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Calculus: Part Three - Vector Calculus


How to find us:

You can find the Engineering Library, across the street from the Husky Union Building. Make sure to take time to know how to find the building since the UW campus is big. The easiest way is to come in on Memorial Way near the Burke Museum and then make an immediate right to walk on to E Stevens Way NE (please look at the map (http://www.washington.edu/maps/?l=ELB). We will be in one of the conference rooms on the second to fourth floor and will post a sign out saying "Math Group". It's not a big library so it should be easy to find us once you find the building.


Come learn vector calculus! Vector calculus is an essential tool in applied mathematics. This is the second part in our calculus series. Some of the topics we will cover in this talk include:

• A very brief overview of vectors

• The intuition for vector calculus operations

• Gradient

• Curl

• Divergence

• Laplacian

Again, the chief goal will be to enable you to walk away with the ability to intuitively read vector calculus equations and compute vector calculus operations. 



Picture from Wikipedia

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  • Danny C

    Damn snow

    1 · February 10, 2014

    • Nile

      I hear you. I honestly thought there was a good chance I would be talking to an empty room :].

      February 10, 2014

  • Jon C.

    Another way to look at cross product: When take (x,y) and transform it to (y,-x) you rotate it by 90 degrees counterclockwise. So (x1*y2-x2*y1) is the same as rotating (x2,y2) and then taking the dot product with (x1,y1). Since dot product measures parallelness, each term of the cross product measures parallelness after rotating the vector in the corresponding plane.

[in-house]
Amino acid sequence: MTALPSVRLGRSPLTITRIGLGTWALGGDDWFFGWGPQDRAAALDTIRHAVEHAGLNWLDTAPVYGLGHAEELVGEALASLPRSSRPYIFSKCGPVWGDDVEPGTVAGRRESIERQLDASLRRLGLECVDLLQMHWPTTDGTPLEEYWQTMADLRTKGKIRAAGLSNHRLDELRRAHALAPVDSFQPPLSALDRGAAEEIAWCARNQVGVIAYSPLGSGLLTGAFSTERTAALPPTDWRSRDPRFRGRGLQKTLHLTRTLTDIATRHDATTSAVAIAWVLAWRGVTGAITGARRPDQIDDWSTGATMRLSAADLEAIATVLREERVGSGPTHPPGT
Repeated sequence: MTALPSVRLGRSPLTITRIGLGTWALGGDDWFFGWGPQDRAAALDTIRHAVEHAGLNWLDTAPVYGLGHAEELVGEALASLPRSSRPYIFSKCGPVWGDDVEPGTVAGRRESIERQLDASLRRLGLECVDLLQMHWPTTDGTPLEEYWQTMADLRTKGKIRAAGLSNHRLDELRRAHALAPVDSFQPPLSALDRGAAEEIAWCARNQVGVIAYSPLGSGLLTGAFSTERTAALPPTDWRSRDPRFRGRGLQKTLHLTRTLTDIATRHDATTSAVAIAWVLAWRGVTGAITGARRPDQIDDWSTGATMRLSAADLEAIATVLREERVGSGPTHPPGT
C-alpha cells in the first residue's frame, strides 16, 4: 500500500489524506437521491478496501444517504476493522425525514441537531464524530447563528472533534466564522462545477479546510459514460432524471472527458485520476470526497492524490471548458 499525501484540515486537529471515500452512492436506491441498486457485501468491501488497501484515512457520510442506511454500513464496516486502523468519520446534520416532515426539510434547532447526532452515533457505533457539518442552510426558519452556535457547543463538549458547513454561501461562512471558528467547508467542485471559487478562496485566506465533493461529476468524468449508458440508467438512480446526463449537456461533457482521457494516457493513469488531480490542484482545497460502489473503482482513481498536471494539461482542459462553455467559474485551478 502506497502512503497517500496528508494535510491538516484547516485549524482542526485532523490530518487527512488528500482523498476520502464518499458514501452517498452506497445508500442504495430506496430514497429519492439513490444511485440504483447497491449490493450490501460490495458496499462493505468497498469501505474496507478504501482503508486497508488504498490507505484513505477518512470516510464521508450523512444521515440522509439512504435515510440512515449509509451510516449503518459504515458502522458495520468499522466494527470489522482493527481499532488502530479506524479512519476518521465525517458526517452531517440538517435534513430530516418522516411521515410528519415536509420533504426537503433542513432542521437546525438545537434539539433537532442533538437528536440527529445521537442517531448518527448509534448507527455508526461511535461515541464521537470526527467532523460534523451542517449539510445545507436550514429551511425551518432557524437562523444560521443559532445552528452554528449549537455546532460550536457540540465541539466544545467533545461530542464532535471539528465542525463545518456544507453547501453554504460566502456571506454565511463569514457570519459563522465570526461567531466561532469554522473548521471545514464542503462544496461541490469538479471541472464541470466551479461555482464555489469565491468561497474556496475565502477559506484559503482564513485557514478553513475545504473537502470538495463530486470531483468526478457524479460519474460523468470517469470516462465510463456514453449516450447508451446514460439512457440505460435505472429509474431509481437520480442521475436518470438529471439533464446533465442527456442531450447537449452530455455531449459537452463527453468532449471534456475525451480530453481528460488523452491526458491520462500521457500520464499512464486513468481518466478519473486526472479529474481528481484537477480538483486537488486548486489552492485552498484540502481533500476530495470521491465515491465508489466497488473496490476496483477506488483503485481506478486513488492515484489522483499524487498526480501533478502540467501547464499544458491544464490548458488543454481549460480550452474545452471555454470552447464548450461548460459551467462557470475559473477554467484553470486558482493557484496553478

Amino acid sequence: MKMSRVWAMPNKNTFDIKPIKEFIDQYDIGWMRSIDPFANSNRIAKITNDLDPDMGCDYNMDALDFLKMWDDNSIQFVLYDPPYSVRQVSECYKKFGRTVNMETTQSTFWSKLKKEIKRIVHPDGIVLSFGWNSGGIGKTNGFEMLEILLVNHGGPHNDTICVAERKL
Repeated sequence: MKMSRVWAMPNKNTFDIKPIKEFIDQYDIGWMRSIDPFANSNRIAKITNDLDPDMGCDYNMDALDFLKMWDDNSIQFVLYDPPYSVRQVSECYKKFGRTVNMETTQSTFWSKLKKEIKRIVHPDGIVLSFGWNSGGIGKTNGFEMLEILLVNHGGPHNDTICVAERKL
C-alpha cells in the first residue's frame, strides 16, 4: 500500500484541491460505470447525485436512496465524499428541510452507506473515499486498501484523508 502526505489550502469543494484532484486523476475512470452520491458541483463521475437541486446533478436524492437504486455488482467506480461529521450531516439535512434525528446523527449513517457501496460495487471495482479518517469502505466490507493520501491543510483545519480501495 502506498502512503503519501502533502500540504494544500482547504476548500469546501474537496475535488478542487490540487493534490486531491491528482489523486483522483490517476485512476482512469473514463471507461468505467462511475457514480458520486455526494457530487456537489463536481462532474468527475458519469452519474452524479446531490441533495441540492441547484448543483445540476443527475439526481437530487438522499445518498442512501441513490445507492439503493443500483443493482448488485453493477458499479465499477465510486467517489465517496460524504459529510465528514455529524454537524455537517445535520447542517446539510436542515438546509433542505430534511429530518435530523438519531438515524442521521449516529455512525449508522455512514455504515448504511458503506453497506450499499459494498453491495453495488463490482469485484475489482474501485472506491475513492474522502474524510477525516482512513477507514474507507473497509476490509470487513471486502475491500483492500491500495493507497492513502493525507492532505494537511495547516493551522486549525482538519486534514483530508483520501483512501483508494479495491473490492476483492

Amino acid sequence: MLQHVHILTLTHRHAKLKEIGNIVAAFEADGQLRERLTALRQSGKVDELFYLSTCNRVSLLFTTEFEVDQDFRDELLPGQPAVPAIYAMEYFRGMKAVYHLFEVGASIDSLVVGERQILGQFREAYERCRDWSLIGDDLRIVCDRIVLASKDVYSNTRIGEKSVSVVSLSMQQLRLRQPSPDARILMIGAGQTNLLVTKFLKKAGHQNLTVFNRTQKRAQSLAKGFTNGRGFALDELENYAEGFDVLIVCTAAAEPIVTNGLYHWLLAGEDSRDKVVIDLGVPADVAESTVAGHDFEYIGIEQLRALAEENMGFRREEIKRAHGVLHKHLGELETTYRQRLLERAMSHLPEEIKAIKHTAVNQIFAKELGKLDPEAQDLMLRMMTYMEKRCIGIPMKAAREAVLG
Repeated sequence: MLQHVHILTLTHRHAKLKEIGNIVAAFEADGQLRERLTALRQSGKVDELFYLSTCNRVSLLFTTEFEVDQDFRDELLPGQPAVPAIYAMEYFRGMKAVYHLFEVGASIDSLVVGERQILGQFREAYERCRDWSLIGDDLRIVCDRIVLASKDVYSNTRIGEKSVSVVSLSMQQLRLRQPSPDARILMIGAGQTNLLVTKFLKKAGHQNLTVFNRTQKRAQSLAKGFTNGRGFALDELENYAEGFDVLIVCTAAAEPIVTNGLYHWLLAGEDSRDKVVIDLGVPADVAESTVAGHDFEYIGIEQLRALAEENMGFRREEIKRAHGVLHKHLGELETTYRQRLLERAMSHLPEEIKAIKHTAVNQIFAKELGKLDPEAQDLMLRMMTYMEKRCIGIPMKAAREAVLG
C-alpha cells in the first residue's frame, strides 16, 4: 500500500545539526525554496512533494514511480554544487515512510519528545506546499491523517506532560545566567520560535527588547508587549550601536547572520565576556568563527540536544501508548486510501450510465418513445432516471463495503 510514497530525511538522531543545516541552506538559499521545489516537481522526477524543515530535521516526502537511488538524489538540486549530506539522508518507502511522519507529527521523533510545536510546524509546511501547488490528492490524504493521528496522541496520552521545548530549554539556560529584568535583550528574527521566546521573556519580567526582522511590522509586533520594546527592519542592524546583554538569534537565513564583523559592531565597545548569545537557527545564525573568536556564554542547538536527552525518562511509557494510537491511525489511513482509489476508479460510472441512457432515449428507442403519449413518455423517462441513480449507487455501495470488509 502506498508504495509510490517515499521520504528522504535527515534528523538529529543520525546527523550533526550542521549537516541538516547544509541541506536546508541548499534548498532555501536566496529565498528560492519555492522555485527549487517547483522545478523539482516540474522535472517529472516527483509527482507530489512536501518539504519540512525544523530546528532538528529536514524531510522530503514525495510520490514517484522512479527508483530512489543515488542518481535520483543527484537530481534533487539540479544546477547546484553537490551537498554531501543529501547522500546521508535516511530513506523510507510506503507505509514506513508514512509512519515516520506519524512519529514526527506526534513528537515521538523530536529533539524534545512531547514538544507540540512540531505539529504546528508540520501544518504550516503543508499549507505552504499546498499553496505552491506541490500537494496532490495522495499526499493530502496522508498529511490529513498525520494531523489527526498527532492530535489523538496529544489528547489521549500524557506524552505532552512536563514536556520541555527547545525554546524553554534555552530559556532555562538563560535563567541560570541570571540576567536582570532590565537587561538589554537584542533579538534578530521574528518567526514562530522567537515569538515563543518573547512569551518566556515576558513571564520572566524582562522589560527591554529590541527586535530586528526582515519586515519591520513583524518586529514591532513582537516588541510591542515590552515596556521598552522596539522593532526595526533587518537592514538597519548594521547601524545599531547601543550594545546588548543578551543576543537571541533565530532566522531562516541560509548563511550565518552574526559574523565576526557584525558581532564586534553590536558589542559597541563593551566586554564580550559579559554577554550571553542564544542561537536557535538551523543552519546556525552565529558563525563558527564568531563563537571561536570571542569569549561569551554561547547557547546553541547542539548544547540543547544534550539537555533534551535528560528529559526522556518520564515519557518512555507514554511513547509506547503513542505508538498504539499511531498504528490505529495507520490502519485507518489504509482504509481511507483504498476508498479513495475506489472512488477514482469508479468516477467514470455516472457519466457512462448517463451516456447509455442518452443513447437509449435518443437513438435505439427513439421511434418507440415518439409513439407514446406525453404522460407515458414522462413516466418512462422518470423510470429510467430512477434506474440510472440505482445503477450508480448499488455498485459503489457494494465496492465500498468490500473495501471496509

1 · February 9, 2014

    • Nile

      I like this. Very nice illustration of the geometric relationship between the two. On another note, if there had been more time, I would have liked to derive the geometric dot product and cross-product from their algebraic equations (pretty simple algebraic proofs, see for example http://www.proofwiki....­).

      February 10, 2014

  • Jon C.

    Here's how I see the curl: for the X coordinate, we look at the contribution to the swirl caused by changes in y and x. If you move by dy and notice Fz increase, then that is counter-clockwise swirl. If you move by dz and notice Fy increase, then that is clockwise swirl. Subtract the two and it is the net swirl at that point around the i vector.

    1 · February 9, 2014

    • Nile

      Yes! Take V=zj + yk. If you graph this and look the vectors that are produced it's easy to see that the clockwise and counter-clockwise swirls are canceling each other out leading to no curl in the x-direction. This is easy to graph as well, would have been a good example.

      February 10, 2014

  • Nile

    References:

    (best by a mile)
    A Student's Guide to Vectors and Tensors

    (decent)
    Introduction to Electrodynamics by David J. Griffiths

    February 7, 2014

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